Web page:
East Africa’s grain traders have started buying maize from Uganda at about half the international price, after a bounty harvest in the country
Uganda has sold about 38,000 tonnes of maize worth US$15.2mn to its regional neighbours in the past one month, with around 30,500 tonnes, going to Kenya, reported East African.
According to the source, the Kenyan traders have taken advantage of the low prices in Uganda's Tororo, Gulu, Masindi and Lira regions to ship in the product for US$180 per tonne. In Kenyan market, a tonne is going for as high as US$430, said the source.
Rwanda, through its Gatuna and Cyanika border points imported 5,405 tonnes of the produce from Uganda in the same period, followed by the Democratic Republic of Congo (DRC) which brought in 1,105 tonnes through the Rusizi, Mpondwe and Rubavu border points.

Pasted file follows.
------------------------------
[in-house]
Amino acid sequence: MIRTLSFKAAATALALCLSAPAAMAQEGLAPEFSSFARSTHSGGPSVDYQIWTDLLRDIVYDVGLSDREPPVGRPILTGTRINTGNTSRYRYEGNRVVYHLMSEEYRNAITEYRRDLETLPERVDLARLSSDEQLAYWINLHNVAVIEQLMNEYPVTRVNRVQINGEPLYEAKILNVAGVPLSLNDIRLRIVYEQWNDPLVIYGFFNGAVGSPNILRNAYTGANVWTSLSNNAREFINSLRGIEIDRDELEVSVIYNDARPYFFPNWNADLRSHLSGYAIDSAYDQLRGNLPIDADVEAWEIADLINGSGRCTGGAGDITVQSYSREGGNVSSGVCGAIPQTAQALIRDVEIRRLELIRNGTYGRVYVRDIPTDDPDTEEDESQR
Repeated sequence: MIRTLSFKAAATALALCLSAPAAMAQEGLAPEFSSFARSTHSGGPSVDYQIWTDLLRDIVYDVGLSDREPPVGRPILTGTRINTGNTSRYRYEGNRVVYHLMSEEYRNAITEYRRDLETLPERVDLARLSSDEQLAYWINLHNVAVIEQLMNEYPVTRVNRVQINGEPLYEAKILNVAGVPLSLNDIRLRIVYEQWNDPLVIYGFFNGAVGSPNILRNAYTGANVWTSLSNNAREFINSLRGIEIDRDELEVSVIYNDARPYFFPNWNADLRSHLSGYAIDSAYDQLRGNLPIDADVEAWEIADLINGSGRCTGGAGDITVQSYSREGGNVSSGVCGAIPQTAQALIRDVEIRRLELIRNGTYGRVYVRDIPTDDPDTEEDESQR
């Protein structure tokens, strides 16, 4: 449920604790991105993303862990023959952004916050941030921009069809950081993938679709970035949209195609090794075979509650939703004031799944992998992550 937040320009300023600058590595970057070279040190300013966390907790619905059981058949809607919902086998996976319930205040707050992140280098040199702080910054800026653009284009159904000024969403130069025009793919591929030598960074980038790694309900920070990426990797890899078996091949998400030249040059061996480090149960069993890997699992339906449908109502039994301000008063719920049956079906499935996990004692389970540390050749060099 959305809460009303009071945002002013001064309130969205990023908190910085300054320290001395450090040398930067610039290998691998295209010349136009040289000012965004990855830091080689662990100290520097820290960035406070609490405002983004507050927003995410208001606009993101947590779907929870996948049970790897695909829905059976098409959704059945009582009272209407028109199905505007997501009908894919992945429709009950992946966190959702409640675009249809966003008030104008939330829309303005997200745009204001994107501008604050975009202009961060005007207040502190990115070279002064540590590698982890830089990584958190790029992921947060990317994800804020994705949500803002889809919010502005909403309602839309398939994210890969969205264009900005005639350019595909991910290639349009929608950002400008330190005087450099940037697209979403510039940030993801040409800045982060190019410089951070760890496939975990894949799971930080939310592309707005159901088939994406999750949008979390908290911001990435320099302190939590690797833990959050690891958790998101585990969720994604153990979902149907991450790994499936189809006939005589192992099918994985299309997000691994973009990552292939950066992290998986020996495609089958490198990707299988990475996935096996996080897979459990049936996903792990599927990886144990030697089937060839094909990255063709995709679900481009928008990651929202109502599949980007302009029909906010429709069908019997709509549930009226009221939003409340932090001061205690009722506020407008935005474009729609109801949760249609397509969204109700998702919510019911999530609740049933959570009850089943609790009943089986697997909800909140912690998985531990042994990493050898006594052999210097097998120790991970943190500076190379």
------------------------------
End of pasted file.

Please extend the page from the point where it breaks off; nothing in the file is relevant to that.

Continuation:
Kenya aims to ramp up its maize reserves, which ran out mid this year forcing the government to import more than 200,000 tonnes from Brazil.
Willy Bett, agriculture cabinet secretary in Kenya, said that Kenya has suffered an acute shortage of grain following poor harvest in 2016. The country normally imports grain from Uganda and Tanzania to bridge the deficit.
In 2016, Tanzania exported more than 1.5mn tonnes of cereals to the neighbouring countries. However, it is also facing food shortages in spite of producing around three million tonnes of surplus food in the 2016 harvest season, blaming it on unregulated exports which have affected food reserves.